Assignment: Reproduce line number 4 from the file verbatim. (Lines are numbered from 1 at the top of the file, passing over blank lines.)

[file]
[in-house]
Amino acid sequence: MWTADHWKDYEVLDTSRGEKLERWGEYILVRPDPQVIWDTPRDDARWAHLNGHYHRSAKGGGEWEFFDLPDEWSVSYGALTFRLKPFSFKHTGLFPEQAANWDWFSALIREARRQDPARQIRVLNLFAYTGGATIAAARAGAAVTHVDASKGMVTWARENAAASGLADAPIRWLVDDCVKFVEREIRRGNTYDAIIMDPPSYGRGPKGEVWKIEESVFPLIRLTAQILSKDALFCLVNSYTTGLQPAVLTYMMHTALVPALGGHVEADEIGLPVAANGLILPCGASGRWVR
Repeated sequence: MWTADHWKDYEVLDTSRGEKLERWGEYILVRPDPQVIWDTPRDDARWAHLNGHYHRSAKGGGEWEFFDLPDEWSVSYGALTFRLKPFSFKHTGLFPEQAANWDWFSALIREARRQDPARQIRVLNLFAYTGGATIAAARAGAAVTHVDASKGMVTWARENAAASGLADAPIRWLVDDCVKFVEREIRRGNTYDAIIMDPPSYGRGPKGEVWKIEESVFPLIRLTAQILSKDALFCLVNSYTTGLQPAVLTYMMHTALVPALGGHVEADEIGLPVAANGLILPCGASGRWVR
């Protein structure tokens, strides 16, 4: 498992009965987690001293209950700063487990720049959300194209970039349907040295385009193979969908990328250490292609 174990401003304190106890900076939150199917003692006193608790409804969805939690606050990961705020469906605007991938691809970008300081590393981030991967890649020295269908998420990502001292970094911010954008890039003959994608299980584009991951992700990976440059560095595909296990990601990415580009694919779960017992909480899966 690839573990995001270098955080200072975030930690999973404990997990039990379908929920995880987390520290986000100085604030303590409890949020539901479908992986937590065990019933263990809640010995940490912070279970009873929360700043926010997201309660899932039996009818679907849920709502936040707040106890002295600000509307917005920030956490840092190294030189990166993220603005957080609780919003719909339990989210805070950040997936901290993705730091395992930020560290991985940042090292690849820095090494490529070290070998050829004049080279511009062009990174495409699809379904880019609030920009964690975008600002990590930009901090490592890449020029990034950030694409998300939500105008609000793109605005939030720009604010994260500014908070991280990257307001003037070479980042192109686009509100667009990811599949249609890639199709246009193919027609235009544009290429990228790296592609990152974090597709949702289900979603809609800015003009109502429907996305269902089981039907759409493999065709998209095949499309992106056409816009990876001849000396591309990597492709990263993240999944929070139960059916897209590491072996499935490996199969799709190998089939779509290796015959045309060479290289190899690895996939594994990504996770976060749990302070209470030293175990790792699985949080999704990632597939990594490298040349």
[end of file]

């Protein structure tokens, strides 16, 4: 498992009965987690001293209950700063487990720049959300194209970039349907040295385009193979969908990328250490292609 174990401003304190106890900076939150199917003692006193608790409804969805939690606050990961705020469906605007991938691809970008300081590393981030991967890649020295269908998420990502001292970094911010954008890039003959994608299980584009991951992700990976440059560095595909296990990601990415580009694919779960017992909480899966 690839573990995001270098955080200072975030930690999973404990997990039990379908929920995880987390520290986000100085604030303590409890949020539901479908992986937590065990019933263990809640010995940490912070279970009873929360700043926010997201309660899932039996009818679907849920709502936040707040106890002295600000509307917005920030956490840092190294030189990166993220603005957080609780919003719909339990989210805070950040997936901290993705730091395992930020560290991985940042090292690849820095090494490529070290070998050829004049080279511009062009990174495409699809379904880019609030920009964690975008600002990590930009901090490592890449020029990034950030694409998300939500105008609000793109605005939030720009604010994260500014908070991280990257307001003037070479980042192109686009509100667009990811599949249609890639199709246009193919027609235009544009290429990228790296592609990152974090597709949702289900979603809609800015003009109502429907996305269902089981039907759409493999065709998209095949499309992106056409816009990876001849000396591309990597492709990263993240999944929070139960059916897209590491072996499935490996199969799709190998089939779509290796015959045309060479290289190899690895996939594994990504996770976060749990302070209470030293175990790792699985949080999704990632597939990594490298040349």